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Way back in the distant past, only the mans wage was taken into account by mortgage lenders as the little wifey was expected to stay at home to look after him and raise his children, so the numbers of people buying on their own makes no difference.

That's wrong, where did you hear that from?. You could borrow a multiple of 1 salary and a smaller multiple of the other. Or a lower multiple of the combined salaries. Can't remember the exact multiples, but as I said I could not have bought without my wife's salary.

Why?

As I've mentioned before, my father bought a four-bed house in the late 60s on a factory worker's salary while my mother was looking after five kids (and I'm not certain, but I believe they were an FTB, having rented up to that point). Why should a single person earning twice the national average wage with no kids not be able to do the same today?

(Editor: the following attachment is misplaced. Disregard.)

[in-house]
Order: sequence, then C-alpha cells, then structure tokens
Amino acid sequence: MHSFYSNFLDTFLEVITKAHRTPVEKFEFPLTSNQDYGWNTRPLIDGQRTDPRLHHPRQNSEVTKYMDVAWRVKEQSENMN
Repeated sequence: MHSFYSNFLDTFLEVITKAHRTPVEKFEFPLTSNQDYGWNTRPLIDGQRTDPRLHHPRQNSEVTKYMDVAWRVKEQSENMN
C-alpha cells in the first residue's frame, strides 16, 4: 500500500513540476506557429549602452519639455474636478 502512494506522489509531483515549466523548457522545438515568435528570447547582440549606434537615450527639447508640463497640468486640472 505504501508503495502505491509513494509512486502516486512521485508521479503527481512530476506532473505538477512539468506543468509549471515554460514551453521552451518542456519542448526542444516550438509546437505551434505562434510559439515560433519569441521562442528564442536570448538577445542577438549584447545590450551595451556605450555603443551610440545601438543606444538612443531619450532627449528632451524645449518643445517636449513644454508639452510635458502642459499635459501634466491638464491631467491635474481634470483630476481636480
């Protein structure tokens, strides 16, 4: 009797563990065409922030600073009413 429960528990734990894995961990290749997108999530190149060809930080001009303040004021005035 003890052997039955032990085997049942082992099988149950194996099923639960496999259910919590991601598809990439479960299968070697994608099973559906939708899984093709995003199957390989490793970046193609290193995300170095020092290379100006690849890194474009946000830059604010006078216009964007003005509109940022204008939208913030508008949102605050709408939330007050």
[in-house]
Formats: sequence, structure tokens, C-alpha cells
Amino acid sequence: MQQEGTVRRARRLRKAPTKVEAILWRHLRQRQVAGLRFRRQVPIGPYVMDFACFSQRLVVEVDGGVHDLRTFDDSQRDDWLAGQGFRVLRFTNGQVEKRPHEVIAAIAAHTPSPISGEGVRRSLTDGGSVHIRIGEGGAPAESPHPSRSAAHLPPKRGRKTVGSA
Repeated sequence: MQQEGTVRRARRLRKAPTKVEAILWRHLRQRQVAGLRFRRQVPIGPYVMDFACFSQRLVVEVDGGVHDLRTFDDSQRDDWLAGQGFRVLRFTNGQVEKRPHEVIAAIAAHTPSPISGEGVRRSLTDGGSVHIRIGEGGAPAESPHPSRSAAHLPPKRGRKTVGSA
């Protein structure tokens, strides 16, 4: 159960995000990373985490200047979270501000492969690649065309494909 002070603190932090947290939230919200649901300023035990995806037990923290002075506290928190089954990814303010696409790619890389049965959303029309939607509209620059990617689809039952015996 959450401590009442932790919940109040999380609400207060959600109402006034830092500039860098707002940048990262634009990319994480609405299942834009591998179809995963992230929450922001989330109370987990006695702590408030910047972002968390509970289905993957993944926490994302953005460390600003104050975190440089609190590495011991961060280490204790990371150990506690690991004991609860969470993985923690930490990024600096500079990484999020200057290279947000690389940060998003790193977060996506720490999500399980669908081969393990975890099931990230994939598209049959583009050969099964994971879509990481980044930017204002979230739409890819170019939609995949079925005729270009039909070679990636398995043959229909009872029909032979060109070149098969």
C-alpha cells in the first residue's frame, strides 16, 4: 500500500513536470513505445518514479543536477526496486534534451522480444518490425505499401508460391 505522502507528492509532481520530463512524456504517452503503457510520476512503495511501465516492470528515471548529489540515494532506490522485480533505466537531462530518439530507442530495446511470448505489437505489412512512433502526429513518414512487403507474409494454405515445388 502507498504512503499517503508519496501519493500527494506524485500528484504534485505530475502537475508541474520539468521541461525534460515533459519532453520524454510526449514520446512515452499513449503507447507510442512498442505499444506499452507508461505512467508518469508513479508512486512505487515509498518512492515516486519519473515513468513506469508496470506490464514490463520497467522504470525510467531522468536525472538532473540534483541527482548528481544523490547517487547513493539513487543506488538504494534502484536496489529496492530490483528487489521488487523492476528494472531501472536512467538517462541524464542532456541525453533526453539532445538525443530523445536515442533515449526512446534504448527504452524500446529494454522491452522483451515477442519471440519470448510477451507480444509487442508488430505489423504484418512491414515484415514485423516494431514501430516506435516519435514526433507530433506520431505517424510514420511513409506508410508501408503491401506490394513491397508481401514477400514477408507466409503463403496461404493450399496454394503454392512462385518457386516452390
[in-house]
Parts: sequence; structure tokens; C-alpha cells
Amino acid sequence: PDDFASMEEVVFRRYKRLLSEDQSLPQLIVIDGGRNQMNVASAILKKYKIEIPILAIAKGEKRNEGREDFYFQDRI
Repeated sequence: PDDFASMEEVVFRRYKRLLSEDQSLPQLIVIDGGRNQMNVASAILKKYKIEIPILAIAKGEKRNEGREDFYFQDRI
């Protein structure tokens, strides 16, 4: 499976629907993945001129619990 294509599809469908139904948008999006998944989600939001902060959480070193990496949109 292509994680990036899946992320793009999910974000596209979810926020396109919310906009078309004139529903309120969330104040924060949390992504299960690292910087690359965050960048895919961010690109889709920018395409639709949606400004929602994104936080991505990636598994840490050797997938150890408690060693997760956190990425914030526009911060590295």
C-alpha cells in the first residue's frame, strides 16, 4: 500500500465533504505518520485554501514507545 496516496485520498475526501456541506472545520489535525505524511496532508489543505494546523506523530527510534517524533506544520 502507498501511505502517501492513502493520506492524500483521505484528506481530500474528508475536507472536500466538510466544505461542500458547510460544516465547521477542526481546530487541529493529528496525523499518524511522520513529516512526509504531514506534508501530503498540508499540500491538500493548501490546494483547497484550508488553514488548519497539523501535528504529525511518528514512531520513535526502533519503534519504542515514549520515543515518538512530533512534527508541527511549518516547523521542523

I find this impossible to answer, not knowing where he lived and how much he earned. Why do you think so many people were in Council houses, if things were that easy? Ever see a programme called Cathy come home, which led to the formation of the charity, Shelter? There was a terrible housing problem in the 60s.

Edited by Casual Observer

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That's wrong, where did you hear that from?. You could borrow a multiple of 1 salary and a smaller multiple of the other. Or a lower multiple of the combined salaries. Can't remember the exact multiples, but as I said I could not have bought without my wife's salary.

Did she continue to work the whole time or did she take time out to raise a family? I bet if it was the latter you still managed to pay your mortgage, even if it was a bit of a squeeze...

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  • 302 Brexit, House prices and Summer 2020

    1. 1. Including the effects Brexit, where do you think average UK house prices will be relative to now in June 2020?


      • down 5% +
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      • Even
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      • up 5%